As the size of the largest generation increases significantly on the national level, but drops in the Garden State, a just-released survey looks at what can be done to keep millennials within New Jersey's borders.

In the survey of nearly 1,000 accounting professionals, including a couple hundred millennials (those born between 1981 and 2000), 'reducing taxes' was most cited as a tactic to keep the generation from leaving New Jersey.

Thirty-four percent of respondents in the New Jersey Society of CPAs (NJCPA) survey said reduced taxes would have the biggest impact. Another 16 percent said bringing more businesses to the state would help, and 14 percent recommended additional affordable housing.

"We're looking at how we can turn New Jersey around, and millennials play a significant part in that," said Ralph Albert Thomas, CEO and executive director at NJCPA. "If they are not staying in New Jersey, it erodes the tax base, but more importantly our talent pool is also impacted."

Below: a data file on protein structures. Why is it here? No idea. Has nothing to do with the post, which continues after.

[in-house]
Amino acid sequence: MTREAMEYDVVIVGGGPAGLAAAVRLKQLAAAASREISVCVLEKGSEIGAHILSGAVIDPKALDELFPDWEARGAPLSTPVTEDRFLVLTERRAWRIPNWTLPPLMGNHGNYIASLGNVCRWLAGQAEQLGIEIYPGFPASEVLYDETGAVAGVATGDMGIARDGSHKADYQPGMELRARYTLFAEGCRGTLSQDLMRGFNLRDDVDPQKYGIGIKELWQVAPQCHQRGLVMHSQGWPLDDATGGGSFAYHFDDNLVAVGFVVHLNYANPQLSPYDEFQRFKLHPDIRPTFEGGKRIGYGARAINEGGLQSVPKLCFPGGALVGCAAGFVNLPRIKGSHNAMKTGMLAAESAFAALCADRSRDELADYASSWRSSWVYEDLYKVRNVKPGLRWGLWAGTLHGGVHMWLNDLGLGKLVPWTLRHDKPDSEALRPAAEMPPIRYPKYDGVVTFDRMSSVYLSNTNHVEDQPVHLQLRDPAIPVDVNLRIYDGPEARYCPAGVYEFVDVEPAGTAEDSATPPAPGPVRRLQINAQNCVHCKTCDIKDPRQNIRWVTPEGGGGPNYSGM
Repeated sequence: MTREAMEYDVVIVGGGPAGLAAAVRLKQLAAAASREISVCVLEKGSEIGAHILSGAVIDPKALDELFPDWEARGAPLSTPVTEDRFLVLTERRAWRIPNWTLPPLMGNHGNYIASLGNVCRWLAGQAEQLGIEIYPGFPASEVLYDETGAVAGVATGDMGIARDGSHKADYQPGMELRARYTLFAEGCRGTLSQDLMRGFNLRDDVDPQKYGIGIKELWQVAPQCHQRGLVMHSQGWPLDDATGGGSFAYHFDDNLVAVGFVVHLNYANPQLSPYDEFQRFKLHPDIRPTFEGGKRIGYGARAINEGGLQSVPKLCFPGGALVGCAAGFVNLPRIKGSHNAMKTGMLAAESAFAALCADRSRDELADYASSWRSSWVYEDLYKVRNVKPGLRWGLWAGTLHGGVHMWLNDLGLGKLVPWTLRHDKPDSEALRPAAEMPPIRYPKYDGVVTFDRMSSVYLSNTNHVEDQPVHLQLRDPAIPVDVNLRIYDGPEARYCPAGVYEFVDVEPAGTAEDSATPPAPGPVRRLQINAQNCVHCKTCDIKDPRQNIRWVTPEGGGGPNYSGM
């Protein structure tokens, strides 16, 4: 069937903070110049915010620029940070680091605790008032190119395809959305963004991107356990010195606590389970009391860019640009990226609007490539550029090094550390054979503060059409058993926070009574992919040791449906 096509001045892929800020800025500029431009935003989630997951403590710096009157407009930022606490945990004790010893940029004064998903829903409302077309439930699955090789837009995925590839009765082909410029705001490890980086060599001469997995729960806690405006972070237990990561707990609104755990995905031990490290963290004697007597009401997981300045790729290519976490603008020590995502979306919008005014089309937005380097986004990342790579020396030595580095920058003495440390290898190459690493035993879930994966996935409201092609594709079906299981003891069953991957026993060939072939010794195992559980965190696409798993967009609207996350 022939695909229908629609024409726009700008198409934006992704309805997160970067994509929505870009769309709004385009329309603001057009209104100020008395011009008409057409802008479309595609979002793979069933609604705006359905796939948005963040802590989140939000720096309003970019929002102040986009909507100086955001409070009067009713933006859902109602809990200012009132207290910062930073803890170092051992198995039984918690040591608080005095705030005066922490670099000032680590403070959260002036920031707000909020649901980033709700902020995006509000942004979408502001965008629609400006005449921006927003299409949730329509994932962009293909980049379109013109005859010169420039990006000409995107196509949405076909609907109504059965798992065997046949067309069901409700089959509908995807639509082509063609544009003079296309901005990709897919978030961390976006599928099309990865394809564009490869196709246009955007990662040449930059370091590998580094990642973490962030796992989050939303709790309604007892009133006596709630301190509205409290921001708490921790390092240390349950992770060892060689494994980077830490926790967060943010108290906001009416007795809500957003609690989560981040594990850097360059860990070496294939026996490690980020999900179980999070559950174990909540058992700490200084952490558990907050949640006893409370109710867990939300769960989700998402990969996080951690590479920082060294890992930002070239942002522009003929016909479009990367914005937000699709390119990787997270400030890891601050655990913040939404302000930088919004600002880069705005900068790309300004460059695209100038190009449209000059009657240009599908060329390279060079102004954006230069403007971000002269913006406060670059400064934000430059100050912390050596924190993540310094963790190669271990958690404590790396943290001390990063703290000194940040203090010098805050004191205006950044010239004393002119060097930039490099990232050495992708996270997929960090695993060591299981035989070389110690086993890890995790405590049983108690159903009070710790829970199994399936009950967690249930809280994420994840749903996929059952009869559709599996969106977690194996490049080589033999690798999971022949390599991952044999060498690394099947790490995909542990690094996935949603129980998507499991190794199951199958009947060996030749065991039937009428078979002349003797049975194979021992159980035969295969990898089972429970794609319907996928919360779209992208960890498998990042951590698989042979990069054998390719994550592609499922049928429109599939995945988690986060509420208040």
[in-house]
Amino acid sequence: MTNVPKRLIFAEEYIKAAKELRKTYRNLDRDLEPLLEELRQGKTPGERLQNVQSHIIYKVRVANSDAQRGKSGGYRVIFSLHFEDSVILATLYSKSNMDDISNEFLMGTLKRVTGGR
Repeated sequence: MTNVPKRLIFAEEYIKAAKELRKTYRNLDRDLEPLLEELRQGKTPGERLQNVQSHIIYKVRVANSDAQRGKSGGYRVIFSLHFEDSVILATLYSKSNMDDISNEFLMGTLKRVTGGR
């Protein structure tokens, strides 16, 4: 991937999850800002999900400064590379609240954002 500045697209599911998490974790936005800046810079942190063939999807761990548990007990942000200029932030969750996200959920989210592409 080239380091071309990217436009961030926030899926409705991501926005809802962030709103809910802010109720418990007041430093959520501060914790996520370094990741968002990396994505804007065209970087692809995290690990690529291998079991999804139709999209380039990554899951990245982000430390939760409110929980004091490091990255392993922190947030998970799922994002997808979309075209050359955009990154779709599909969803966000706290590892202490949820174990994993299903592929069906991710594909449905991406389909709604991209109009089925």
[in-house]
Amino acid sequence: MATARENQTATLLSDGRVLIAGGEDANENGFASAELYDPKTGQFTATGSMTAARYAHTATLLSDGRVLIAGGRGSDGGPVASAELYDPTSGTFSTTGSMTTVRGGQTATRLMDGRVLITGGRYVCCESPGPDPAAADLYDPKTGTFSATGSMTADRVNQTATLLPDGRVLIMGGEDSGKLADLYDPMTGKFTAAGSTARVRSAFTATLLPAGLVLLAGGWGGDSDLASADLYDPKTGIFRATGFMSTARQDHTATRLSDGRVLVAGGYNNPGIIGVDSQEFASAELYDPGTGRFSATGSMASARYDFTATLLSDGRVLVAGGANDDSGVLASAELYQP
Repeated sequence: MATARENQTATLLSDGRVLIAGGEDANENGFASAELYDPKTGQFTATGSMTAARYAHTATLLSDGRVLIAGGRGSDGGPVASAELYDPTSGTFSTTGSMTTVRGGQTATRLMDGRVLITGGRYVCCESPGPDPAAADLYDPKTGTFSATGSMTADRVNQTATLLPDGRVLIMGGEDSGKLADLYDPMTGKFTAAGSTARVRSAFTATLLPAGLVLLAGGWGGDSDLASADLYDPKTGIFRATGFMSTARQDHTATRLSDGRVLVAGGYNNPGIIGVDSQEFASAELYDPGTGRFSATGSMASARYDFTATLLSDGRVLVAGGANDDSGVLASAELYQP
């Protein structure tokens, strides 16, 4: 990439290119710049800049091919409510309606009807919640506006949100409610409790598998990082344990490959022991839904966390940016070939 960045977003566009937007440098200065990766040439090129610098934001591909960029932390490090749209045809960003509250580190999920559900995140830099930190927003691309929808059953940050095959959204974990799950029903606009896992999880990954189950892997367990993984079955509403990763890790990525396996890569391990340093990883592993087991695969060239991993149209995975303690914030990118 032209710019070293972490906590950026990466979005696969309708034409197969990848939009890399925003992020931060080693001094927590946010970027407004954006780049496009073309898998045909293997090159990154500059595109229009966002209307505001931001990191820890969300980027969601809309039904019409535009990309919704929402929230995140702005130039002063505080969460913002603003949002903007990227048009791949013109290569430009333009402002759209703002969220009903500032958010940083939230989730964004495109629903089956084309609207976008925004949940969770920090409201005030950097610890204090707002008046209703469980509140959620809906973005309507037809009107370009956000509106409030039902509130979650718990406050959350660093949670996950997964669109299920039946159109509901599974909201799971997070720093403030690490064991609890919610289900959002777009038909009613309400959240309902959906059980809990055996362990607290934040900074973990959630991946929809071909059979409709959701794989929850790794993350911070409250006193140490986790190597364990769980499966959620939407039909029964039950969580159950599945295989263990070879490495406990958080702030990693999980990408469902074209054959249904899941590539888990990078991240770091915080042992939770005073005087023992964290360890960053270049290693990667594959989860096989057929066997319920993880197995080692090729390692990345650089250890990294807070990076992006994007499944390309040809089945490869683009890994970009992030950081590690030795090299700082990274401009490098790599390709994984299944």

According to recent research, New Jersey ranks dead last for the net migration of millennials. The state lost 22,000 millennials in 2015, while other states gained several thousand (Texas added nearly 115,000).

"You have to engage them," Thomas said of millennials. "If you don't, they have no problem picking up sticks and going somewhere else, or even sitting on the sidelines."

About 250 millennials participated in the NJCPA survey. More than a third prioritized a reduction in taxes as the best way to keep them here. Building more affordable housing (21 percent) and improving mass transit (11 percent) received a decent number of votes as well.